That’s the one word I keep coming back to when I think about how the Trump administration — from the president and attorney general of the United States down to rank-and-file border agents and a growing gulag of profiteering private contractors — has treated desperate Central American refugees along our southern border: Contempt.
Elsa Ortiz was separated from her 8-year-old son at the border. Then she was deported to Guatemala without him. He is still in U.S. custody.
Today, she protested outside the Guatemala City hotel where Homeland Security Sec. Kirstjen Nielsen is staying: pic.twitter.com/pgwOqOybTn
The travesty of the Trump administration’s family separation policy has not withstood the sunlight of scrutiny. It has led to massively high levels of public opposition, noisy protests and global condemnation of one of the more shameful episodes in American history. Crucially, it has also been found in violation of the law.
Forty days ago, a federal judge in San Diego named Dana Sabraw (for what it’s worth, a George W. Bush appointee) ordered the Trump administration, which had already issued a vague executive order to undo its human rights abuses and end the family separation policy, to speed things up on reuniting detained kids with their mothers and fathers.
“All of this is the result of the government’s separation and then inability and failure to track and reunite,” Judge Sabraw said last week. “And the reality is that for every parent who is not located there will be a permanently orphaned child. And that is 100 percent the responsibility of the administration.”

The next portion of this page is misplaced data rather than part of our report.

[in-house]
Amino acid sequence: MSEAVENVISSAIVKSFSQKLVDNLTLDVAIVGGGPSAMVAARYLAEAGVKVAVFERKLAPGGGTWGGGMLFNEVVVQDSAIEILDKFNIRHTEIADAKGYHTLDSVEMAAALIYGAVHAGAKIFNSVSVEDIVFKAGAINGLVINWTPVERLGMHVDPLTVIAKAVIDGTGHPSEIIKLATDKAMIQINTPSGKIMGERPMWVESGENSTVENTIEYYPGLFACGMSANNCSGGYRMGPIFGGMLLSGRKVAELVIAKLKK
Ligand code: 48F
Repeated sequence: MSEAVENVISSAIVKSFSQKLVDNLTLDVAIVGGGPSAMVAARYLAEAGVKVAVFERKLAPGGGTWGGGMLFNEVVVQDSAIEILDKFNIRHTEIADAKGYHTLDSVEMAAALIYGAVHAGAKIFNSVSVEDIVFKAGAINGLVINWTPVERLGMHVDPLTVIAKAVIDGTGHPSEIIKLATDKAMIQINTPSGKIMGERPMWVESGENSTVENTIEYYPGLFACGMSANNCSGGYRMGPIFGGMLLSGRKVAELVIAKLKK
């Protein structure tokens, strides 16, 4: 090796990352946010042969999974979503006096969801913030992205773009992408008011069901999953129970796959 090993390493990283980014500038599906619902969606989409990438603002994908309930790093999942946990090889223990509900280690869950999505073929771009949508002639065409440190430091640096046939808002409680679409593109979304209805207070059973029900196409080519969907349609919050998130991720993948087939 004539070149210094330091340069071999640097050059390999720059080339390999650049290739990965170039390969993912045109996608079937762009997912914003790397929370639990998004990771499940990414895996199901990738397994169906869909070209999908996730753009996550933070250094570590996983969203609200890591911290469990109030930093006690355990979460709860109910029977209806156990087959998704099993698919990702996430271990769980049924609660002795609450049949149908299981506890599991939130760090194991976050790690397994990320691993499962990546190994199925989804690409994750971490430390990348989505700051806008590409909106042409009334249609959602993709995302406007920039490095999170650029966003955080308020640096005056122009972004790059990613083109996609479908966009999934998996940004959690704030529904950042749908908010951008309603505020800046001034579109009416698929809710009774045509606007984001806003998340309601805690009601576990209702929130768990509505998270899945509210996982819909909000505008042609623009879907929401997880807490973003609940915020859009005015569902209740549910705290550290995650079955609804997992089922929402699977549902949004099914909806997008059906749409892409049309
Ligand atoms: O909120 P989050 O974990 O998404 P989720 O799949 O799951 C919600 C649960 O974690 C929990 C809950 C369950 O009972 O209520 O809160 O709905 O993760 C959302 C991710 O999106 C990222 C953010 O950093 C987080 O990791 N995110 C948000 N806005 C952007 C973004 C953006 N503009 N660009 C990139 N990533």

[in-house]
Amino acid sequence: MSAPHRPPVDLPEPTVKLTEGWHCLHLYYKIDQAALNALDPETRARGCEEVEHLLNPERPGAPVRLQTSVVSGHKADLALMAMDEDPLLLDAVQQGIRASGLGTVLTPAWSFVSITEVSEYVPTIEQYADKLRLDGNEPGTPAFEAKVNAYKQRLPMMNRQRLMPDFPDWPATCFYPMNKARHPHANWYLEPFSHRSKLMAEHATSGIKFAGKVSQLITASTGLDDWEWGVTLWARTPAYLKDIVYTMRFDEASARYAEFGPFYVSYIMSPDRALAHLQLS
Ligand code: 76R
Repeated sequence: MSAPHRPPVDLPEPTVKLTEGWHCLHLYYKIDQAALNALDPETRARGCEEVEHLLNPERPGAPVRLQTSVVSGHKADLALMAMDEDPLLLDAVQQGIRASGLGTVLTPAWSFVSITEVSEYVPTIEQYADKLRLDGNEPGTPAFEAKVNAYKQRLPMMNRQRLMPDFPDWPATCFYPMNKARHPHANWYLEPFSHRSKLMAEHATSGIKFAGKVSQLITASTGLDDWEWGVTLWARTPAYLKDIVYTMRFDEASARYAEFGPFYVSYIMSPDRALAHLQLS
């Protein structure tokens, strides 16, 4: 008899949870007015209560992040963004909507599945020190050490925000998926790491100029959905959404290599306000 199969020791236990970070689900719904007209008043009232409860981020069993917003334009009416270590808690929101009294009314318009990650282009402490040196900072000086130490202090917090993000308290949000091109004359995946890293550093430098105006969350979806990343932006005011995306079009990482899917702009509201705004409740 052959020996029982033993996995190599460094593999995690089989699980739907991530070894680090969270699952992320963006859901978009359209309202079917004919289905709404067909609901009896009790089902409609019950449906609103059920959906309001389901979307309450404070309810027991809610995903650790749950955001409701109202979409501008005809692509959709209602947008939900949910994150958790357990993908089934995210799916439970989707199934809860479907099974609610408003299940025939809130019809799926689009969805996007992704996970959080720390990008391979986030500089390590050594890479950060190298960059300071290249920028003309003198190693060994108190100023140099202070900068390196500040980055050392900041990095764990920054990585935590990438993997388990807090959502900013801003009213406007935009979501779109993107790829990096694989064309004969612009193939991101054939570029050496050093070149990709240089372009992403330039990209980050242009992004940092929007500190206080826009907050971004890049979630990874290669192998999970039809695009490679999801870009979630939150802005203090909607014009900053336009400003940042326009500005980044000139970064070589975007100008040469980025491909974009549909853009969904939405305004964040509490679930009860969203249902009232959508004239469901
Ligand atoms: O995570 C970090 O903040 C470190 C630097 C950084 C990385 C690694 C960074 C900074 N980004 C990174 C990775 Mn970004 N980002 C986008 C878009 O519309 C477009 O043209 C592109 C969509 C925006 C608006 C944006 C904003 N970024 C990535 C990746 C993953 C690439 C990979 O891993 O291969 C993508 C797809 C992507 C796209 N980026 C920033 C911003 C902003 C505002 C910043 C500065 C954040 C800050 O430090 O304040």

The Trump administration didn’t have a plan for implementing their family separation policy in the first place, and they don’t have a plan for fixing it now. pic.twitter.com/vRR6AJVyCN
It clear — to no one’s surprise — that the Trump administration never had any intention of reuniting the kids with their parents once they’d been ripped away from them, often by force or by trickery. This is 2018 — big retailers like Walmart are starting to use sensors to know the exact location of every curtain rod or ping-pong paddle they sell. That no provisions were made to track the locations of children and their parents is an unconscionable crime against humanity.
“There’s no question that separation of children from parents entails significant potential for traumatic psychological injury to the child,” said White, a career government official who worked under both Republican and Democratic administrations.
They knew what they were doing — that literally thousands of children, some of them infants and toddlers, would be forever scarred by how they were treated, with the official stamp of the American government — and they did it anyway. This is “never again”-type stuff, done in our name, and somebody needs to be held accountable.
But the Trump administration is, at this point, openly defying an order from a federal judge. I know that I, as a journalist, would likely be jailed if a judge ordered me to turn over notes or publicly identify a source and I refused (as happened in cases like this and this). Most everyday citizens would be jailed for contempt of court for disobeying a judge. And at this point has anyone shown more contempt for the legal system — let alone basic decency — than high-level Trump administration officials?
It’s time for Judge Sabraw to designate a high-ranking government official — my nominees would be HHS Secretary Alex Azar or Homeland Security Secretary Kirstjen Nielsen — and make it clear that he or she will be jailed if (barring an extreme circumstance in a particular case) the 572 families are not reunited within a matter of days. That would be a serious remedy for a serious human rights violation.
A country that didn’t think twice about ruining the lives of innocent migrant children shouldn’t think twice about legal sanctions for those responsible for such an unmoral and unlawful policy. Reunite the families now. Or. Lock. Them. Up.